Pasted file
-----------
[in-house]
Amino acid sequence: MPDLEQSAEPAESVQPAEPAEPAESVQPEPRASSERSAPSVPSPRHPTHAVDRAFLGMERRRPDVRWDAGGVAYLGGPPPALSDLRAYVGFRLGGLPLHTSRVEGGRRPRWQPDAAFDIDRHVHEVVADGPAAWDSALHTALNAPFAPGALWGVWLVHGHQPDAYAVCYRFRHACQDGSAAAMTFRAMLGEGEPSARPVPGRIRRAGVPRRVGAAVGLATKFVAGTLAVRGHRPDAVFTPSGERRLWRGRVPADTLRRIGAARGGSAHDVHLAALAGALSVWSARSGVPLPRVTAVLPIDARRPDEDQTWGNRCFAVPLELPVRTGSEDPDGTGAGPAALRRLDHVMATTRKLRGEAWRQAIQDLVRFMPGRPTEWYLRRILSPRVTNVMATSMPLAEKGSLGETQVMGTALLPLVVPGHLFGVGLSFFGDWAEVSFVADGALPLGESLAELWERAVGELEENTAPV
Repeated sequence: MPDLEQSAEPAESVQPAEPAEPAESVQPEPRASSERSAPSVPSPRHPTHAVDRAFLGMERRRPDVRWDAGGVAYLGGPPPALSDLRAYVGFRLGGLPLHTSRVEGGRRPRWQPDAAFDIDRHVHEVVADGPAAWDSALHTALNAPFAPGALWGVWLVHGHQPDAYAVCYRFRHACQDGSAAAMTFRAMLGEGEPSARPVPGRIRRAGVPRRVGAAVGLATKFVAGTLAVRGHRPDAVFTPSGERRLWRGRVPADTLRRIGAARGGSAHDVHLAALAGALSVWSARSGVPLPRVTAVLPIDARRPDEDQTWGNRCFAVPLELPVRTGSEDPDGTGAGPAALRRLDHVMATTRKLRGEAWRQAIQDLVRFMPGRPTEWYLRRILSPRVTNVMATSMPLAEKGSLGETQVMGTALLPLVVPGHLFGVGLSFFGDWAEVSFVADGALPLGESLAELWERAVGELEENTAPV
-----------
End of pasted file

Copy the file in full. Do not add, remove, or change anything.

[in-house]
Amino acid sequence: MPDLEQSAEPAESVQPAEPAEPAESVQPEPRASSERSAPSVPSPRHPTHAVDRAFLGMERRRPDVRWDAGGVAYLGGPPPALSDLRAYVGFRLGGLPLHTSRVEGGRRPRWQPDAAFDIDRHVHEVVADGPAAWDSALHTALNAPFAPGALWGVWLVHGHQPDAYAVCYRFRHACQDGSAAAMTFRAMLGEGEPSARPVPGRIRRAGVPRRVGAAVGLATKFVAGTLAVRGHRPDAVFTPSGERRLWRGRVPADTLRRIGAARGGSAHDVHLAALAGALSVWSARSGVPLPRVTAVLPIDARRPDEDQTWGNRCFAVPLELPVRTGSEDPDGTGAGPAALRRLDHVMATTRKLRGEAWRQAIQDLVRFMPGRPTEWYLRRILSPRVTNVMATSMPLAEKGSLGETQVMGTALLPLVVPGHLFGVGLSFFGDWAEVSFVADGALPLGESLAELWERAVGELEENTAPV
Repeated sequence: MPDLEQSAEPAESVQPAEPAEPAESVQPEPRASSERSAPSVPSPRHPTHAVDRAFLGMERRRPDVRWDAGGVAYLGGPPPALSDLRAYVGFRLGGLPLHTSRVEGGRRPRWQPDAAFDIDRHVHEVVADGPAAWDSALHTALNAPFAPGALWGVWLVHGHQPDAYAVCYRFRHACQDGSAAAMTFRAMLGEGEPSARPVPGRIRRAGVPRRVGAAVGLATKFVAGTLAVRGHRPDAVFTPSGERRLWRGRVPADTLRRIGAARGGSAHDVHLAALAGALSVWSARSGVPLPRVTAVLPIDARRPDEDQTWGNRCFAVPLELPVRTGSEDPDGTGAGPAALRRLDHVMATTRKLRGEAWRQAIQDLVRFMPGRPTEWYLRRILSPRVTNVMATSMPLAEKGSLGETQVMGTALLPLVVPGHLFGVGLSFFGDWAEVSFVADGALPLGESLAELWERAVGELEENTAPV